A Central Park bison is on the buffalo nickel

BlackdiamondElephants, monkeys, sea lions, camels, bison—in the early 1900s, the Central Park Menagerie, as it was known, was home to all.

One of the most famous of these creatures was a bull bison given up by Barnum & Bailey Circus named Black Diamond.

Black Diamond, born in 1893, was known for being very calm.

That may be why artist James Earle Fraser used Black Diamond supposedly used him as his model when he was given the plum assignment of designing the buffalo nickel.

There’s some confusion about it, but Fraser himself said Black Diamond, at six feet tall and about 2,000 pounds, was the one.

[Above: not Black Diamond, but another bull bison at the Central Park Menagerie in a similar pose]


“Black Diamond was less conscious of the honor being conferred on him than of the annoyance which he suffered from insistent gazing upon him,” Fraser reportedly said, via antiquetrader.com.
Blackdiamondbuffalonickel“He refused point blank to permit me to get side views of him, and stubbornly showed his front face most of the time.”

And what did Black Diamond get for this honor?

In 1915, when he was an old bull whose days were numbered, the menagerie decided to sell him to a slaughterhouse and turn him into buffalo steak.

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9 Responses to “A Central Park bison is on the buffalo nickel”

  1. Audrey Burtrum-Stanley Says:

    The reverse of this vintage coin was the famed Indian Head (Native American, in today’s PC.) It was mandated no living person could be on a US Coin or US Stamp, so several men posed. Different portions of their profile, eyes, hair, etc…were incorporated into the final artwork.
    I guess there was no such legal problem with critter profiles!
    The buffalo turning to face the artist / no side views, was simply the animal’s way of defending himself. He would have butted with his thick skull and horns had he felt endangered.
    I regret the disrespectful details of the buffalo’s end-of-life.

  2. ephemeralnewyork Says:

    Interesting about the various people who posed for the image on the flip side. As for Black Diamond, yes, they preferring sending him to slaughter and making a little cash over having to pay to have his carcass removed from the zoo one day.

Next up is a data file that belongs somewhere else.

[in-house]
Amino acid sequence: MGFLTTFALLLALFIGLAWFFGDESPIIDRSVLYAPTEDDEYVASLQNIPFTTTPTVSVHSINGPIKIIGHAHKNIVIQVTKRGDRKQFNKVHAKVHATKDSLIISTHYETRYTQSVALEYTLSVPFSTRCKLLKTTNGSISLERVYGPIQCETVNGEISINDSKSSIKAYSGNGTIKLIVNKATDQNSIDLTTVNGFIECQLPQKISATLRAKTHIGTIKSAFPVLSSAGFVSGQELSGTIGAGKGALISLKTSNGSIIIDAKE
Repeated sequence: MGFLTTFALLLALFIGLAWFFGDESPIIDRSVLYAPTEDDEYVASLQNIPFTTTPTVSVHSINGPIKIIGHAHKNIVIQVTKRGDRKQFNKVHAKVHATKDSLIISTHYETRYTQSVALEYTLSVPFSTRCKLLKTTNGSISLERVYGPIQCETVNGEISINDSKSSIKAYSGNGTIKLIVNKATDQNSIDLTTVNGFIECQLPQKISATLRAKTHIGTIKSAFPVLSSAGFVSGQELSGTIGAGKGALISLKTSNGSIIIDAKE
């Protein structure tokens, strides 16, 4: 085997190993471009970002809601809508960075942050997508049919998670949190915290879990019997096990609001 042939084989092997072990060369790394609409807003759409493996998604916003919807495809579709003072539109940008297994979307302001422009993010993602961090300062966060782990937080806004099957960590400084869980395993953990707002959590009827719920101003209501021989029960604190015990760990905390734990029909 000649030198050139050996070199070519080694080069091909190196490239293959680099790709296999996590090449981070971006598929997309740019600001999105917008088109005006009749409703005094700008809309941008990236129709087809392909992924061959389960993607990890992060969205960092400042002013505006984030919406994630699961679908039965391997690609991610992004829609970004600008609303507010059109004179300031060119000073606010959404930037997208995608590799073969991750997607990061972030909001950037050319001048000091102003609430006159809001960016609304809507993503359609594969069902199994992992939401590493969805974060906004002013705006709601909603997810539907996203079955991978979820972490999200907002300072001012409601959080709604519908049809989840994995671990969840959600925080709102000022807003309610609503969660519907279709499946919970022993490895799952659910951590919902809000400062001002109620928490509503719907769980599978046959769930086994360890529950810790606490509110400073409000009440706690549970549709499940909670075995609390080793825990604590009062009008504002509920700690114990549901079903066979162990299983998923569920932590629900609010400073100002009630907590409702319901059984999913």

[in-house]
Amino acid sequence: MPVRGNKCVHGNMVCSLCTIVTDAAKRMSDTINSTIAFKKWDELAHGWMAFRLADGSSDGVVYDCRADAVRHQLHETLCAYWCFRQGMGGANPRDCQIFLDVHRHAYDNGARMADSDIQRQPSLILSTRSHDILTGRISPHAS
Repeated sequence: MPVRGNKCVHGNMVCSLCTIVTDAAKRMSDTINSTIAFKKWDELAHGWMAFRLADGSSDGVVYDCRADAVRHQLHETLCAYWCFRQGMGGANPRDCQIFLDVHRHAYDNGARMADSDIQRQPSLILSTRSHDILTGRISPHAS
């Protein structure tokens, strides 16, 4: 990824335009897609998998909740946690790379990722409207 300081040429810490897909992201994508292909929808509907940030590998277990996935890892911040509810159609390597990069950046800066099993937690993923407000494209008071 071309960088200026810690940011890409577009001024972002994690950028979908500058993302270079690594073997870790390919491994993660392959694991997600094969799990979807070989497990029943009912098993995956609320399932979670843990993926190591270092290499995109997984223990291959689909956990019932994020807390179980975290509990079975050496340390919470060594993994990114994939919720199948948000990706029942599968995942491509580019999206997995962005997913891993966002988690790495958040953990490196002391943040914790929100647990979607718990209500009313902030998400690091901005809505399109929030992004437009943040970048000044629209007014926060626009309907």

• Audrey Burtrum-Stanley Says:

      …and IF instead, Black Diamond had been buried in the park and an exact replica statue of the great beast had been placed to mark his grave – wouldn’t that have been a draw in the park – suitable for animal lovers, Buffalo Bill’s family picnics and nickel lovers amongst NYC’s money-changers?
      (I like my idea best!)

  3. Joe R Says:

    A real collectable is the so-called three-legged buffalo nickel, a few of which were mistakenly made in the late 30’s. It can be worth thousands to collectors.

  4. Monica Lee Says:

    Just saying — if our forefathers had the same sentimental feelings for animals, as people today, we’d still be living in caves.

  5. Adrienne Morris Says:

    Reblogged this on Nothing Gilded, Nothing Gained–Writing Historical Fiction at Middlemay Farm and commented:
    My favorite animal–the buffalo (bison).

  6. Behind the Design: The Designs of Collectible Coins Says:

    […] mound. The buffalo, symbolizing sacred life and abundance to the Native Americans, is said to be modeled after a Central Park Zoo buffalo named Black Diamond. Of course, Black Diamond also appears on the five-cent nickel, which shares […]

  7. kimdramer Says:

    Visiting South Dakota, we were told that the buffalo herds that now roam there were started with sperm from bulls in the Bronx Zoo. Maybe Black Diamond lives on…..

    • ephemeralnewyork Says:

      Interesting…I never heard that! I would’ve thought the buffalo herds were descendants of a few hearty survivors native to the Great Plains.

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